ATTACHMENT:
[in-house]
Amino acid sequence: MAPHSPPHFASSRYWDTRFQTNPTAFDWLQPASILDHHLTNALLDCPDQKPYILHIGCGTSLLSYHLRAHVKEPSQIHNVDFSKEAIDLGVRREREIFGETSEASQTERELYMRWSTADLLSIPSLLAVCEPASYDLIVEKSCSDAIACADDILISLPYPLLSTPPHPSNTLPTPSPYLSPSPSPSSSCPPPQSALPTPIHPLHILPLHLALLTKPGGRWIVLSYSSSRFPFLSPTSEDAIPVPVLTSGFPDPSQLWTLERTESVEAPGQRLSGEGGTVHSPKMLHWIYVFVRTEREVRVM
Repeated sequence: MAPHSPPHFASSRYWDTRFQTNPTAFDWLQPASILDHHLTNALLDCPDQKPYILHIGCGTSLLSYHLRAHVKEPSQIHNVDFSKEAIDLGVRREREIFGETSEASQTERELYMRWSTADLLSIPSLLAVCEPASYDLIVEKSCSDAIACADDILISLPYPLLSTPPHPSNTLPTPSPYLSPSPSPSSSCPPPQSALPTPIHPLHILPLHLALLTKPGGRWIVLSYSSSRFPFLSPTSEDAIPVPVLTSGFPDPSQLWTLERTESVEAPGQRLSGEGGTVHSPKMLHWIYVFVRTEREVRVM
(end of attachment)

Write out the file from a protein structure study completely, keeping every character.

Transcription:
[in-house]
Amino acid sequence: MAPHSPPHFASSRYWDTRFQTNPTAFDWLQPASILDHHLTNALLDCPDQKPYILHIGCGTSLLSYHLRAHVKEPSQIHNVDFSKEAIDLGVRREREIFGETSEASQTERELYMRWSTADLLSIPSLLAVCEPASYDLIVEKSCSDAIACADDILISLPYPLLSTPPHPSNTLPTPSPYLSPSPSPSSSCPPPQSALPTPIHPLHILPLHLALLTKPGGRWIVLSYSSSRFPFLSPTSEDAIPVPVLTSGFPDPSQLWTLERTESVEAPGQRLSGEGGTVHSPKMLHWIYVFVRTEREVRVM
Repeated sequence: MAPHSPPHFASSRYWDTRFQTNPTAFDWLQPASILDHHLTNALLDCPDQKPYILHIGCGTSLLSYHLRAHVKEPSQIHNVDFSKEAIDLGVRREREIFGETSEASQTERELYMRWSTADLLSIPSLLAVCEPASYDLIVEKSCSDAIACADDILISLPYPLLSTPPHPSNTLPTPSPYLSPSPSPSSSCPPPQSALPTPIHPLHILPLHLALLTKPGGRWIVLSYSSSRFPFLSPTSEDAIPVPVLTSGFPDPSQLWTLERTESVEAPGQRLSGEGGTVHSPKMLHWIYVFVRTEREVRVM